The Washington Post's Jonathan Capehart was selected as a questioner of the Democratic candidates by the Human Rights Campaign. He did a good job, I thought. He also fit the bill: a Democrat, and a pliant member of the gay establishment. But it seems to me that he represents something that plagues gay elites. To put it bluntly, they have limited conviction about their own equality, especially if it means challenging those who give them access to power. Capehart is an openly gay journalist with wide access to the media. He is of the same generation as the rest of us who have forged a revolution in public attitudes about homosexuality. He is of the AIDS generation. He is a black man wirting and working at a time when gay black men need all the support they can get. But I have never seen a piece of his, an editorial or a speech defending or advancing the case for marriage equality - for his own equality as an American and as a human being. I wanted to make sure so I emailed him to see if I'd missed something. He wrote back:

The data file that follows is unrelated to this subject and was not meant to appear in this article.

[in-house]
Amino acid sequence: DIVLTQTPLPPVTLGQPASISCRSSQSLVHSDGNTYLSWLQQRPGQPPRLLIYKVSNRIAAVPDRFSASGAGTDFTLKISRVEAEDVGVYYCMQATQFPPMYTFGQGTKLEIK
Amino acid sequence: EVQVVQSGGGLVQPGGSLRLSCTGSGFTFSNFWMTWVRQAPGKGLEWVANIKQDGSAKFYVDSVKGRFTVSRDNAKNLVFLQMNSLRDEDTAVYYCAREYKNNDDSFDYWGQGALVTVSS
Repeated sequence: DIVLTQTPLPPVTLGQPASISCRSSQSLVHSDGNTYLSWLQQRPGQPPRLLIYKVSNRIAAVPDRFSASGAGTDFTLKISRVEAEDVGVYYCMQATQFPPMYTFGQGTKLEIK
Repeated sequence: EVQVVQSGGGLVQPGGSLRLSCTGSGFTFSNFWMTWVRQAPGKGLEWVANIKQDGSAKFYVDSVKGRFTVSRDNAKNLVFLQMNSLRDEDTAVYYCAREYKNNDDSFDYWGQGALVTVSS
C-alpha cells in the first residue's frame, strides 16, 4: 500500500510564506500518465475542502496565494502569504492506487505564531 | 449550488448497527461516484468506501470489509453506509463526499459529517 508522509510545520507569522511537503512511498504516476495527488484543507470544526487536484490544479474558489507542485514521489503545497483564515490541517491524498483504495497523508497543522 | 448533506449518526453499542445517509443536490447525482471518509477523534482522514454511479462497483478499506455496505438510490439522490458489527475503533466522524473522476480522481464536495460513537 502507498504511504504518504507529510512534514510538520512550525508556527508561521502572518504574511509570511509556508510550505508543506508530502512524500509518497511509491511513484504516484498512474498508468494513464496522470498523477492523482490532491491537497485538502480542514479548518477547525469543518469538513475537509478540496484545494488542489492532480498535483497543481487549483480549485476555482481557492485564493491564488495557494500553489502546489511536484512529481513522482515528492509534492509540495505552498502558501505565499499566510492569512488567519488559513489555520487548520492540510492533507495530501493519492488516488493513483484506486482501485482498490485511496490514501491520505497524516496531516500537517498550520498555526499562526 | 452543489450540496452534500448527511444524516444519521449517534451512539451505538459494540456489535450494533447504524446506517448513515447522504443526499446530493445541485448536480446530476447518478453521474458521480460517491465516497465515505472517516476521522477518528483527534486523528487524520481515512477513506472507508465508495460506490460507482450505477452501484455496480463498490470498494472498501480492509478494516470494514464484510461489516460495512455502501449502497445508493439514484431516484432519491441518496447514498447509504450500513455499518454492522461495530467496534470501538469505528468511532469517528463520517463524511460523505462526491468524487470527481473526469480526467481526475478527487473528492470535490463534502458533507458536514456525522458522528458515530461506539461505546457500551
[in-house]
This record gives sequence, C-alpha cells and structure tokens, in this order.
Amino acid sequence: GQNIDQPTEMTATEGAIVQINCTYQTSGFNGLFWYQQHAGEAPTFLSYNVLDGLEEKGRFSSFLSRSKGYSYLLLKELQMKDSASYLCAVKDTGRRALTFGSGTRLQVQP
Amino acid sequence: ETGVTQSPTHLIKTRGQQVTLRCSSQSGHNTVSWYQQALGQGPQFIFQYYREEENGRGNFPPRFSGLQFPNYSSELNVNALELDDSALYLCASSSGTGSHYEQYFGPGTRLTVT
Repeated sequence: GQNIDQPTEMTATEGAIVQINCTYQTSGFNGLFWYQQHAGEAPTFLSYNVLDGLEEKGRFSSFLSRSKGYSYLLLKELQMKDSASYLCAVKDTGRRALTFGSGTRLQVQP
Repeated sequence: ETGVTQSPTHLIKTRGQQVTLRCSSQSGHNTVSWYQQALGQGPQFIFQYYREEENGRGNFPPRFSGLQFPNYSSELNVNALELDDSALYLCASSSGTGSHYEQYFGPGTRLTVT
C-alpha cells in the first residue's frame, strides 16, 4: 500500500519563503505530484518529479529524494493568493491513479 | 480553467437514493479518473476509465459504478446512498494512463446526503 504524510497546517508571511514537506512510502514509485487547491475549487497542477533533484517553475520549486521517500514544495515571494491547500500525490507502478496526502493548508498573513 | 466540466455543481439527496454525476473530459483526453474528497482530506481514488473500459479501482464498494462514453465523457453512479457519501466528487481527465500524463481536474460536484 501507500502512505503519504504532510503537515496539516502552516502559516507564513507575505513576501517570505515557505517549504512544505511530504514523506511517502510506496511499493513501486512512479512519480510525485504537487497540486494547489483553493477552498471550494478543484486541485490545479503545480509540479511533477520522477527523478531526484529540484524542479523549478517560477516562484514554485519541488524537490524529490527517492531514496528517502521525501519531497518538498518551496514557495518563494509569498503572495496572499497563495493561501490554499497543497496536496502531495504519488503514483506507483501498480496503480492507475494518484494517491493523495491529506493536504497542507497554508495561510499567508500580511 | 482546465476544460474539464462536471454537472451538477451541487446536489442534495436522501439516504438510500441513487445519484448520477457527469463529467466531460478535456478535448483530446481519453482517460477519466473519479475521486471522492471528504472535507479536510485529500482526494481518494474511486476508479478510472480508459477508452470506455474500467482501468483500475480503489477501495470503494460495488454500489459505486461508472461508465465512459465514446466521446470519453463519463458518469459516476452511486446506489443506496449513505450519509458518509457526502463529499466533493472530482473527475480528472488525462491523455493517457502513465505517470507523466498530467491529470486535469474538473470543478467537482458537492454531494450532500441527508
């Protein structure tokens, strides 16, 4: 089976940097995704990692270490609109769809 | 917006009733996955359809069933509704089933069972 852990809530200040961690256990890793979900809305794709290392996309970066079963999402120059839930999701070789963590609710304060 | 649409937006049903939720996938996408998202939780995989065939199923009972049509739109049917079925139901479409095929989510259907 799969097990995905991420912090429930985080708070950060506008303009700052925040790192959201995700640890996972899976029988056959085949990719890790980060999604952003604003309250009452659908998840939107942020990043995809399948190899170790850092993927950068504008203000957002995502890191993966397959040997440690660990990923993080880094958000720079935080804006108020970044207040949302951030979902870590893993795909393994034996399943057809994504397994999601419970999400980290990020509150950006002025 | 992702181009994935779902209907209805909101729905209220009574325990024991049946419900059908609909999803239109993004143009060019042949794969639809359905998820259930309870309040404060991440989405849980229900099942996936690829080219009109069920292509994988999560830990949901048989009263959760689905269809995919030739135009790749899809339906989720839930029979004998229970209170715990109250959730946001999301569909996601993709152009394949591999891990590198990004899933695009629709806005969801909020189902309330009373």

Except for two editorials for the Washington Post (one on New Hampshire's civil unions law [Gay Gains] and the failure to derail Massachusetts gay marriage law [The Sky Didn't Fall]), I have not written a signed piece in favor of marriage.

But he did manage to write a signed op-ed Monday defending the Democrats' decision not to support gay equality. He wote that he didn't "fault them" for their decision. He also played the usual card of defending Democratic cowardice and illogic because the GOP is worse. Sigh. Capehart's one of the good guys, he's an excellent journalist, and he played a role in getting Bloomberg to back marriage equality. But sometimes movements are too pragmatic for their own good. Sometimes, a writer is called to stand up for something, rather than defend those who cannot stand for what's right. Too many gay activists in Washington have flunked that test. If we are not passionate about our own equality, how do we expect straight politicians to be?

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